FIG. 1 is a plan view of a typical disc drive 10 in which a hydrodynamic bearing slider fabricated according to the present invention is useful. Disc drive 10 includes a housing with a base 12 and a top cover 14 (portions of top cover 14 are removed for clarity) . Disc drive 10 further includes a disc pack 16 which is mounted on a spindle motor (not shown) by a disc clamp 18. Disc pack 16 includes a plurality of individual discs which are mounted for co-rotation about a central axis. Each disc surface has an associated head gimbal assembly (HGA) 20 which is mounted to disc drive 10 for communicating with the disc surface. In the example shown in FIG. 1, HGAs 20 are supported by load beam flexures 22 which are in turn attached to track accessing arms 24 of an actuator 26. The actuator shown in FIG. 1 is of the type known as a rotary moving coil actuator and includes a voice coil motor (VCM), shown generally at 28. Voice coil motor 28 rotates actuator 26 with its attached heads 20 about a pivot shaft 30 to position heads 20 over a desired data track along an arcuate path 32 under the control of electronic circuitry 33.
FIG. 2 shows head gimbal assembly 20 in greater detail. Load beam 22 provides a preload force which urges head gimbal assembly 20 toward the disc surface. Assembly 20 includes a gimbal 34 and a slider 36. Gimbal 34 is positioned between slider 36 and load beam 22 to provide a resilient connection that allows the slider to follow the topography of the disc. Slider 36 includes air bearing surface 38, back surface 40 and transducer 42. Bearing surface 38 includes first and second raised side rails 44 and 46 and raised center pad 48. Transducer 42 is fabricated on a trailing end of center pad 48. Transducer 42 is electrically coupled to leads 50. Transducer 42 communicates with individual bit positions on the surface of disc 16 as they pass beneath slider 36. Transducer 42 can include a thin film or a magnetoresistive magnetic head, for example.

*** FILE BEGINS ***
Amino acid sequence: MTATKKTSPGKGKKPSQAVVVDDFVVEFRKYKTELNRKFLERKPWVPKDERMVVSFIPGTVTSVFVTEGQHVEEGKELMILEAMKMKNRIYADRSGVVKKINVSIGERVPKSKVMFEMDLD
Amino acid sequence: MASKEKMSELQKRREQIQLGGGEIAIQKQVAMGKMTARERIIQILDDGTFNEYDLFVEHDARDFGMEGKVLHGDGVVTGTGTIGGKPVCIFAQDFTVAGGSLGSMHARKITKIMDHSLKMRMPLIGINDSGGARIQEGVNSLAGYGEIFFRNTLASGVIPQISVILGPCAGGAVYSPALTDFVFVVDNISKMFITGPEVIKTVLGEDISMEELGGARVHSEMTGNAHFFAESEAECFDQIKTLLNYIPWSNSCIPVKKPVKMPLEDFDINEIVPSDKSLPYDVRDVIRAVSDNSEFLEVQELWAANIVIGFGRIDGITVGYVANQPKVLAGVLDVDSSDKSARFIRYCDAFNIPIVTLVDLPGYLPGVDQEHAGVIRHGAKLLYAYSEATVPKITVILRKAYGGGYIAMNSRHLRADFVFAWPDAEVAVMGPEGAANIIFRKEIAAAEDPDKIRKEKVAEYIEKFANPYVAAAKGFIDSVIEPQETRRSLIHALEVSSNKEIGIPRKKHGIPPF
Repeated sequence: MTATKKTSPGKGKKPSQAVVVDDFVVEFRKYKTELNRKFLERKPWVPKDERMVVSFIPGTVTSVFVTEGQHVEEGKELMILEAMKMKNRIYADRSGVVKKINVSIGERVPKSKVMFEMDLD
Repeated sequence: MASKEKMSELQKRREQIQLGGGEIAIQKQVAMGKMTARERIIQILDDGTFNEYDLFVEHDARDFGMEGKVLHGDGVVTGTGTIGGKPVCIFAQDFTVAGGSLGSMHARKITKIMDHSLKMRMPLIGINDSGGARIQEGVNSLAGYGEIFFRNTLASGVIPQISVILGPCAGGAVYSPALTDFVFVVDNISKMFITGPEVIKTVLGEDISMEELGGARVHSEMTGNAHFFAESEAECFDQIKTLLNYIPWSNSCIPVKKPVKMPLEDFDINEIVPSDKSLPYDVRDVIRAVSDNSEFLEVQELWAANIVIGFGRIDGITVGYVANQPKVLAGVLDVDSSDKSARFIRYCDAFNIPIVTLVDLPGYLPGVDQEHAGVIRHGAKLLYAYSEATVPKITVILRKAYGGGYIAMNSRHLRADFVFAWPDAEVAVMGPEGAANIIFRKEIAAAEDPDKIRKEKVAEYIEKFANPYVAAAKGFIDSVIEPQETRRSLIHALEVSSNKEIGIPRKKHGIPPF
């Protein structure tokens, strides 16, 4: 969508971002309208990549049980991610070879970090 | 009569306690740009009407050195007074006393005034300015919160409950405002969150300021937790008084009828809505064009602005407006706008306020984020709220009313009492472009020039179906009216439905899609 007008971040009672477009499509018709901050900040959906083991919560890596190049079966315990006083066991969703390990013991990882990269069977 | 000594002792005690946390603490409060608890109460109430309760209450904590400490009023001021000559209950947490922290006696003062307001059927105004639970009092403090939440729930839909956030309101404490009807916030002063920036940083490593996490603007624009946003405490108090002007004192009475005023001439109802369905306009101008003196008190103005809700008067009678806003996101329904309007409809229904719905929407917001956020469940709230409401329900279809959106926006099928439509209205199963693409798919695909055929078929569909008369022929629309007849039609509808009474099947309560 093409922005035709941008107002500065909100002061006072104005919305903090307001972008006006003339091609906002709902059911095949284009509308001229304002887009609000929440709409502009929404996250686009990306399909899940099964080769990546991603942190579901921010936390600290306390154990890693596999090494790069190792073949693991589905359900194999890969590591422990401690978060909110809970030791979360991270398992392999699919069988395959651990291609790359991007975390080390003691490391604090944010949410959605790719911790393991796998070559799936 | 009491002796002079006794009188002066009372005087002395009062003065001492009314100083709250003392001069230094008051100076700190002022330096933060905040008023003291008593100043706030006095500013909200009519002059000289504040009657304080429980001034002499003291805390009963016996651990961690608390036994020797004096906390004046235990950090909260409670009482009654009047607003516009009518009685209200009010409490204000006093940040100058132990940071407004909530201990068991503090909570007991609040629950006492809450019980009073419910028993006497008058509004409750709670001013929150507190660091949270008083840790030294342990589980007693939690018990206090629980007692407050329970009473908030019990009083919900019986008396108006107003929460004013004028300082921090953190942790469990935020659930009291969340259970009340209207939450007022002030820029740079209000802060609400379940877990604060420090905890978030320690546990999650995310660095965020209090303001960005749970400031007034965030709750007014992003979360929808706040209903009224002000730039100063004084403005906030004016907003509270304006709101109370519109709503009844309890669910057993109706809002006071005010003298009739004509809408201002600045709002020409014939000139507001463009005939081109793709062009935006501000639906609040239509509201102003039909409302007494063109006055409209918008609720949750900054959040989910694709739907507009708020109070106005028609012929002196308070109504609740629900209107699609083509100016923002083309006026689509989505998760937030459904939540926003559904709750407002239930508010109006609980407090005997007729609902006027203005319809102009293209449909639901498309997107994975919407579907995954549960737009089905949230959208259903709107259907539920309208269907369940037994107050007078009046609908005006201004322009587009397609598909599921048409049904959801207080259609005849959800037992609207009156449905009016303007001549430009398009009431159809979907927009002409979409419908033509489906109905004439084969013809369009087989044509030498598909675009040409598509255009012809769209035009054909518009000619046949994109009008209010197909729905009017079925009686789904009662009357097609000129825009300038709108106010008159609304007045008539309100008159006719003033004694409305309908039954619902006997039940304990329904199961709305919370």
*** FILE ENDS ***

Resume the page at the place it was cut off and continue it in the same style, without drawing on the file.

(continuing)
FIG. 3 is a perspective view of slider 36, as viewed from bearing surface 38. Slider 36 has a leading surface 52, a trailing surface 54, a length 56 and a width 58. Slider 36 preferably has a positive curvature along length 56 and along width 58. With a positive curvature, air bearing surface 38 has an overall convex shape. A common measurement of the length curvature and the width curvature is the difference between the highest point along the length and width and the lowest point along the length and width, respectively. The height difference along the length curvature (“crown height”) is shown at 62. The height difference along the width curvature (“cross height”) is shown at 64. Typical crown and cross heights are on the order of zero to 1.5 microinches for a “30 series” slider having a length of 49 mils and a width of 39 mils.
The length curvature and the width curvature are formed during fabrication of the slider body. The slider body is formed from a substrate known as a wafer. FIG. 4A is a perspective view of a typical wafer 70. A matrix of transducers (not shown) is applied to the top surface of wafer 70. Wafer 70 is then sliced along rows 72 into a plurality of bars 74. Each bar 74 includes a plurality of individual slider bodies, with each slider body having a corresponding transducer 42 as shown in FIG. 4B. The sliced surfaces become bearing surface 38 and back surface 40, while the top surface of wafer 70 becomes trailing surface 54 of each slider body. The slicing process induces non-uniform surface stress in bearing surface 38 and back surface 40 due to plastic deformation of the surfaces. This surface stress is typically compressive.
Once wafer 70 has been sliced into individual bars 74, the bearing surface 38 of each bar is machined by a lapping process prior to forming the air bearing features. The lapping process is controlled to obtain a target throat height for each transducer 42. The throat heights are preferably uniform for each transducer in the bar. However, if the bar is not uniformly flat prior to the lapping process, but includes some waviness, a twist or a bow due to the non-uniform compressive surface stress formed by the slicing process, it is difficult, if not impossible, to control the lapping process to achieve a uniform throat height. Once bars 74 are lapped flat, each bar 74 is diced along a plurality of dice lanes 76 into the plurality of individual slider bodies. The slicing and dicing operations are typically performed with a diamond-tipped saw blade.